He suggested that the figures may offer yet more proof that the virus has started to become endemic, with Britain no longer in a fragile state where cases could explode at any point. Instead, he suggested cases will start to oscillate as immunity fades.

Covid antibody levels are not estimated in under-16s, but for 16 to 24-year-olds, the youngest age group available, some 95.6 per cent are predicted to have antibodies despite only 81.4 per cent getting at least one dose of the vaccine. 

Professor Hunter said: ‘So, of the 18.6 per cent of individuals who have not had the vaccine 76 per cent have also got antibodies presumably from an infection.

‘Given what we know about the disappearance of antibodies with time this means the large majority of unvaccinated people in this age group have already had the infection and will have similar protection against infection than if they had been immunised.’

It is likely that immunity levels are high among under-16s even though the vaccine was only made available to 12 to 15-year-olds following September 20. 

Many have already caught the virus, with infection rates in the age group breaking records after schools went back. 

Professor Edmunds told BBC Radio 4’s Today programme the consensus among modellers was that cases would either level off or start to drop in the coming weeks.

He said: ‘That’s because the epidemic in the last few months has been really driven by huge numbers of cases in children. I mean really huge numbers of cases in children. And that will eventually lead to high levels of immunity in children and it may be that we’re achieving that now.

‘Achieving I think is the wrong word, but it might be we’re getting to high levels of immunity in children through these really high rates of infection we’ve had and it may start to level off.’

But Professor Edmunds warned models presented to ministers also suggest cases could rise again in the spring due to waning immunity and a return to normality.

He said booster doses — currently given to over-50s, healthcare workers and those with underlying conditions — should be dished out as fast as possible to address waning immunity and rising infections.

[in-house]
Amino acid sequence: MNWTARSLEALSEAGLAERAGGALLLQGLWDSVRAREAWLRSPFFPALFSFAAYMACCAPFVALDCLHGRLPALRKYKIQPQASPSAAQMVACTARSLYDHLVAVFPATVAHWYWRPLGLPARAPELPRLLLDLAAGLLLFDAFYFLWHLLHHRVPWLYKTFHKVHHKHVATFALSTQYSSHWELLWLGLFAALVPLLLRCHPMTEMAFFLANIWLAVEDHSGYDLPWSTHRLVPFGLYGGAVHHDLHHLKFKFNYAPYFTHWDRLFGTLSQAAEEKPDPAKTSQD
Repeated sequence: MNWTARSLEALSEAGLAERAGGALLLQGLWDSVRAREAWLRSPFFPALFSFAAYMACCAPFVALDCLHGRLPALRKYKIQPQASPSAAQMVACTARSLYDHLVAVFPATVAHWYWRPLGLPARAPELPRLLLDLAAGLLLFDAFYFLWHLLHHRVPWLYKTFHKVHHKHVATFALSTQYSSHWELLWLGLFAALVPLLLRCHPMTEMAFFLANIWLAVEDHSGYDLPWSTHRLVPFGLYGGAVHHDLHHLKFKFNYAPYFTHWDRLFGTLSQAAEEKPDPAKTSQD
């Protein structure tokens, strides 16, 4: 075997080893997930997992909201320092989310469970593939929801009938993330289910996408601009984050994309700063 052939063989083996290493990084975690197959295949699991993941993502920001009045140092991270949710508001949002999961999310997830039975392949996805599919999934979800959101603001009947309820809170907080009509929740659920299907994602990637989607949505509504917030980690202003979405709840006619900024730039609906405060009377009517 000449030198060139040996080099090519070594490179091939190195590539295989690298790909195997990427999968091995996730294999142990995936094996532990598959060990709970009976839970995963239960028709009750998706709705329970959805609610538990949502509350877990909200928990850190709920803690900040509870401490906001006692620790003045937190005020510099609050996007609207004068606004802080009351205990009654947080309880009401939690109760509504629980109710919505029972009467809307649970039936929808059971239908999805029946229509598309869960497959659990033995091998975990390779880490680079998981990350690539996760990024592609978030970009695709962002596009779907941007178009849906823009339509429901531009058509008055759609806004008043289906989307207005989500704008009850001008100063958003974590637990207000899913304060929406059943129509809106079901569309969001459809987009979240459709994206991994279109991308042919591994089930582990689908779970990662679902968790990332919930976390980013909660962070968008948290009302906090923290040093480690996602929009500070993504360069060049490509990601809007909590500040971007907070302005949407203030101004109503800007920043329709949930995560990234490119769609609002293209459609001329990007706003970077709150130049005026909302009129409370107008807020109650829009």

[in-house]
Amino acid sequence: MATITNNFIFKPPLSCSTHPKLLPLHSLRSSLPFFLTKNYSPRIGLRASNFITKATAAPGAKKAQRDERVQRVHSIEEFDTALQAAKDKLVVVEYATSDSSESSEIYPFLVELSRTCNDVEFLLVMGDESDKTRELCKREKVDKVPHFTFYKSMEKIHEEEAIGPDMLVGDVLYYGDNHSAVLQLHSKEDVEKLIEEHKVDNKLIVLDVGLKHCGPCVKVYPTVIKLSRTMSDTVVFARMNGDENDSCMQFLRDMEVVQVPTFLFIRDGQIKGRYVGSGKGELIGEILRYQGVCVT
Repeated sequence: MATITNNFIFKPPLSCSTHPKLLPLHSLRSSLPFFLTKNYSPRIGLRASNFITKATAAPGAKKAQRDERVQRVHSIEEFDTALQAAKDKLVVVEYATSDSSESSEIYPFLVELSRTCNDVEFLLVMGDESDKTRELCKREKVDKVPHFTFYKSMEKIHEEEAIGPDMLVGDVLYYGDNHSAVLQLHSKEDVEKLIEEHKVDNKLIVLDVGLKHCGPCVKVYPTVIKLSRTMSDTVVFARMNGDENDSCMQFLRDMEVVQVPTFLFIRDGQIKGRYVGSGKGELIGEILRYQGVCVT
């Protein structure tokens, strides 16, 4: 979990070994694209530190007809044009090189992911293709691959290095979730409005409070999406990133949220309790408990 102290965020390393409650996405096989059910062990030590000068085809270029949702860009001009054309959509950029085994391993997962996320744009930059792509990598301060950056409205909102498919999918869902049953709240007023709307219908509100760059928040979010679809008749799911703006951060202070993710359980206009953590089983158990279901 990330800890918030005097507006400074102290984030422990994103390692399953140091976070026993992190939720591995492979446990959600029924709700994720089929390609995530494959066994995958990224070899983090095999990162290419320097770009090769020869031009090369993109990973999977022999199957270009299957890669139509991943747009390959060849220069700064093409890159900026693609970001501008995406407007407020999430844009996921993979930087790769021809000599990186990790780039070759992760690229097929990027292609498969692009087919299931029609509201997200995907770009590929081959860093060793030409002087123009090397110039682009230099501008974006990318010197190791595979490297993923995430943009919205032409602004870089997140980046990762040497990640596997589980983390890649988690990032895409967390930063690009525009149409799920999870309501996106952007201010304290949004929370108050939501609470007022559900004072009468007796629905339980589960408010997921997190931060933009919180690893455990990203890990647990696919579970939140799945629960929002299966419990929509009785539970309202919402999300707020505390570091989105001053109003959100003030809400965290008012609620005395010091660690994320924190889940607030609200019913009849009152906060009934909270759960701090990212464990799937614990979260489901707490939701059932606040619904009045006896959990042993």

And they should be offered to younger people ‘in time’, Professor Edmunds said. 

Infections among school children surged to their highest level since the pandemic began in the wake of schools returning from the summer holidays in September.

Some local authorities and head teachers have implemented restrictions in their schools in a bid to stop cases spiralling — such as requiring face masks in corridors and siblings of infected pupils to self-isolate.

But in July England officially dropped almost all Covid restrictions in schools, with only twice weekly testing and ten-day isolation for PCR-positive children kept in place.

There have been calls in the last week for the UK to implement its Plan B winter plan — which ministers said would only be brought if if the NHS faces unsustainable pressure.

Under current measures, the Government is focusing on the rollout of booster jabs and vaccines to 12 to 15-year-olds in a bid to curb rising cases. It will not switch to further curbs — face masks and work from home — unless the NHS comes under ‘unsustainable’ pressure.

The British Medical Association, the union for doctors, accused the Government of being ‘wilfully negligent’ for not bringing back Covid restrictions.

And Labour leader Sir Keir Starmer on Monday revealed he was in favour of the Plan B measures because it was ‘common sense’ and they protect ‘yourself and everybody else’.

But ministers have taken confidence from unusually optimistic SAGE modelling, which estimated the epidemic will shrink or stay well below pervious waves this winter even without the Government’s Plan B of face masks, vaccine passports and work from home.